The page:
With summer in full swing, we see more people out and about enjoying the fresh air and sunshine. Unfortunately, with more pedestrians out in areas of high traffic, we have been experiencing higher instances of pedestrian accidents.
Pedestrian Accidents Still On the Rise
In March, Toronto’s mayor announced new measures to try to counteract the latest rash of pedestrian accidents. These would be part of the city’s five year plan called Vision Zero that began in 2017. Although pedestrian accidents are a common problem across all our cities, Toronto leads due to the amount of pedestrians it sees each day. During the first three months of this year, Toronto experienced the fatalities of eleven pedestrians which sparked an outcry to make pedestrian safety a priority. The simple truth is that pedestrian accidents are on the rise throughout the country.
The Risks of Being a Pedestrian in High Volume Traffic Areas
Because a pedestrian doesn’t have the protection of a vehicle surrounding them, they are far more at risk in an accident. When pedestrians come into contact with moving vehicles, the pedestrian most often comes out the loser suffering:
● Fractures and broken bones
● Traumatic brain injuries
● Spinal cord injuries
● Internal injuries
Changes in Law Protecting Pedestrians
Two years ago, the province changed laws affording pedestrians greater protection at crossovers. Prior laws required drivers to stop until pedestrians had safely crossed the vehicle’s lane. Now, drivers are required to stop and not move until the pedestrian has crossed the entire length of the street. This applies to any drivers as well as bicyclists and carries a fine of up to $500 and demerit points.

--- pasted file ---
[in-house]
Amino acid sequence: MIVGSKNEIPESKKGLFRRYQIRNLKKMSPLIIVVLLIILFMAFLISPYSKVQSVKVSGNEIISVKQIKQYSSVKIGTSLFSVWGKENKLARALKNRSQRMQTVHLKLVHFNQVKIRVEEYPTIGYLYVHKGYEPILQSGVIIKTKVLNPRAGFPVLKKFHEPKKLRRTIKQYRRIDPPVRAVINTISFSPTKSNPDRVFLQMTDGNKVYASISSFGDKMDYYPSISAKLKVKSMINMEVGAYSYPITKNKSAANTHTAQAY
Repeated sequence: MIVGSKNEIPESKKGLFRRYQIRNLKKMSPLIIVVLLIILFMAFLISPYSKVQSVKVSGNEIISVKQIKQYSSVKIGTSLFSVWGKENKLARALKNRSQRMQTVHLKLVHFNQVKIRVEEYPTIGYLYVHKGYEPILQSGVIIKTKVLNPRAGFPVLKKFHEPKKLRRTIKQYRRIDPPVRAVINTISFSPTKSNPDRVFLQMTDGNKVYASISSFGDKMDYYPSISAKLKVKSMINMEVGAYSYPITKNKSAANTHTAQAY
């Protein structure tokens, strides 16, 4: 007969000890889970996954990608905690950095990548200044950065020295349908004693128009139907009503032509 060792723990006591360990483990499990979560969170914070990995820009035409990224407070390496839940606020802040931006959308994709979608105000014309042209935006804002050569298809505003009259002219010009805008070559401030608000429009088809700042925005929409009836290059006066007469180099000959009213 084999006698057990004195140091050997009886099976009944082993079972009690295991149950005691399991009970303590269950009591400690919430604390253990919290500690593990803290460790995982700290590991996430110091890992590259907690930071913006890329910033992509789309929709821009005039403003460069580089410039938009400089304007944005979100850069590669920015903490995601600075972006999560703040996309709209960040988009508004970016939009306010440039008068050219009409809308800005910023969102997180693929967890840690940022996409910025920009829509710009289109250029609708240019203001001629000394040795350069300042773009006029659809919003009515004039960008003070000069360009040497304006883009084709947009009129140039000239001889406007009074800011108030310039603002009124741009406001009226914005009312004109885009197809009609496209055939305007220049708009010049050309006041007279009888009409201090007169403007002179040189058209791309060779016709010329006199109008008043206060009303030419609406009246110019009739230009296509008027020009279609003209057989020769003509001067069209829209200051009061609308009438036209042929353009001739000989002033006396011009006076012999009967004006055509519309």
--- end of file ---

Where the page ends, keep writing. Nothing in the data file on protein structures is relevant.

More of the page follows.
As of September 1, 2018, penalties increased for drivers who endangered pedestrians. These penalties included increases in fines and demerit points for any drivers who failed to yield to pedestrians as well as new penalties for those drivers who are convicted of careless driving causing a fatality or injury of a pedestrian.
Legal Burden of Proof After an Accident
Another legal change is in the burden of proof should an accident occur. The former general rule was that any person injured in an accident would have to prove negligence on the part of the other driver. This is no longer the case when the injured person was a pedestrian.
Now, when the victim is a pedestrian, the driver must prove that there was no negligence on their part. If it can be proven that the pedestrian was involved in activity that may have contributed to the accident, they can be determined partially or wholly responsible for causing the accident.
If you have been involved in a pedestrian accident, you should contact a North Bay personal injury lawyer to understand your rights. Call BLFON Personal Injury Lawyer to discuss your claim during a free consultation.